9. Back to Mollie’s original article: (if that’s okay)

    How depressing. Here I was having a good Thursday with Bible class, some communion visits, and sermon writing.

    Sadly, I am not surprised. I’ve alerted others about this ‘job search’. And I sincerely hope this was a typo that somehow eluded the editors. My fear is that it is not. I agree with Mollie’s reporting/analysis following the job posting.

    Sad, but it will not deter me from evangelizing this Christmas with the true Evangel of Jesus Christ!

    Thanks Mollie for the depressing news. (I’m not attacking the messenger.) Jeremy

  10. Left Coast —

    Do not despair (for a variety of reasons). But one good one is that unlike the other church bodies you cite, LCMS laypeople tend not to let things get out of control like the layfolks in other denominations have.

    I think that one of the things that works in favor here is that even people who are inclined to like Kieschnick are pretty fed up with his management style and the disasters under his watch.

  11. Mollie,

    It seems a long way to 2010, but let us pray that the results of the 2010 election show that the laity are indeed fed up. And I couldn’t agree more that Kieschnick’s term seems to have been a complete disaster from all that I have read and heard.

  12. What I think Mollie means is that Synod is going broke, and it is not all the fault of the economy or those “speedbumps” who won’t get out their checkbooks so the SP can live in the style to which he would like to become accustomed. [Germans understand money and appreciate thrift!]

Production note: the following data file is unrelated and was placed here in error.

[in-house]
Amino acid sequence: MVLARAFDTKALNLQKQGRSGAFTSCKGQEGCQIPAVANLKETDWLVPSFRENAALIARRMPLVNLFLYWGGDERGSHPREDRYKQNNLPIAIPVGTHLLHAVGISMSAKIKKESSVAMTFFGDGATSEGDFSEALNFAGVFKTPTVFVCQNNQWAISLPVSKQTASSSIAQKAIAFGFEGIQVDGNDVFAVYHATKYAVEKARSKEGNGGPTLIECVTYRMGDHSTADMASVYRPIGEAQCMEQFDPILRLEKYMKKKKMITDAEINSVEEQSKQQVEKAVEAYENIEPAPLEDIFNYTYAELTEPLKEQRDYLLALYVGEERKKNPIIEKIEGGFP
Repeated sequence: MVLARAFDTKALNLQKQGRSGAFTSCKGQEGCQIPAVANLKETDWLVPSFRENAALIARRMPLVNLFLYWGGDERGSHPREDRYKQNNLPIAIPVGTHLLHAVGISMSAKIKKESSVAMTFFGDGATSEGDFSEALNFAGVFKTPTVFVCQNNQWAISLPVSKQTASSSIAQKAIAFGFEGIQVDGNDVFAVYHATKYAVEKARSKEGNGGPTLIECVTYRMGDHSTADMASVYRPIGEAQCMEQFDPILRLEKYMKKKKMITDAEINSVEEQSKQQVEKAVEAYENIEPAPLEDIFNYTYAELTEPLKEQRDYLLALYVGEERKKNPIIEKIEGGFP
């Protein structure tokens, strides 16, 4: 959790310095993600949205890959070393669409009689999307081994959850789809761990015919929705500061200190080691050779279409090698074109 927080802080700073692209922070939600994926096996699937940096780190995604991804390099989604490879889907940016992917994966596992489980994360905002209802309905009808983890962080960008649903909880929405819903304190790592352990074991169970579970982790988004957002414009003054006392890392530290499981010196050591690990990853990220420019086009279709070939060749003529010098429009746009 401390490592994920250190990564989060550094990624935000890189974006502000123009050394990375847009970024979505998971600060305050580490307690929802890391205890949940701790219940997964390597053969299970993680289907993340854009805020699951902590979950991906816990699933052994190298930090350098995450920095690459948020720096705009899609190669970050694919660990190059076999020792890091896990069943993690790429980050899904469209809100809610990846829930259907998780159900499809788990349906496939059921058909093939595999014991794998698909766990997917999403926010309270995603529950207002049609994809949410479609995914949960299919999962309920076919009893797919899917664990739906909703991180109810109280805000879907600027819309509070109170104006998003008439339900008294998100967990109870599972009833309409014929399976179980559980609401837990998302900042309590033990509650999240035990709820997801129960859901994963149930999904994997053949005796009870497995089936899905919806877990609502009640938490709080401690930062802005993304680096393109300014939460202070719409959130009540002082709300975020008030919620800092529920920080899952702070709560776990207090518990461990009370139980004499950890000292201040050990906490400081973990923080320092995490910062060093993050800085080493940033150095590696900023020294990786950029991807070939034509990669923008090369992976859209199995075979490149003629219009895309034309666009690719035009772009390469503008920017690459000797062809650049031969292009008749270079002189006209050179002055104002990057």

Money has been poured down the “consultant” sinkhole and synod (not only the confessionals but the libs who have always expected somebody else to pay) has said, “Ho, hum, when are they going to learn?”

    Ans. : When 50.5% realize that Jerry only sounds like a Lutheran four months before convention and vote for somebody better!

  13. The next guy, whenever, is going to have more to shovel out than the current President-elect of the U.S.

  14. In a portion of the document not quoted by Mollie, there is an interesting equivalency made: Education beyond the Master of Divinity plus additional post graduate education including a Doctor of Missiology, MBA or its equivalent.
    Dr. of Missiology is congruent with MBA? Theology, business, it’s all the same thing?!? There’s another spot where more careful wording was warranted. I can see the value of post-grad studies, in either business or theology. Many left hand kingdom practices (like arithmetic, accounting) can aid in being a good steward, so I don’t necessarily have a problem with someone in a bureaucratic role within the church having some advanced training in these practices, but these are there to serve the kingdom of the right and some decisions won’t make sense if you do not temper these practices with theological principles. The lack of distinguishing between the two (theology and business) is not good. (I’m muttering a few other phrases, but won’t utter them in a public forum.)

Leave a Reply

Your email address will not be published. Required fields are marked *

Notify me of followup comments via e-mail. You can also subscribe without commenting.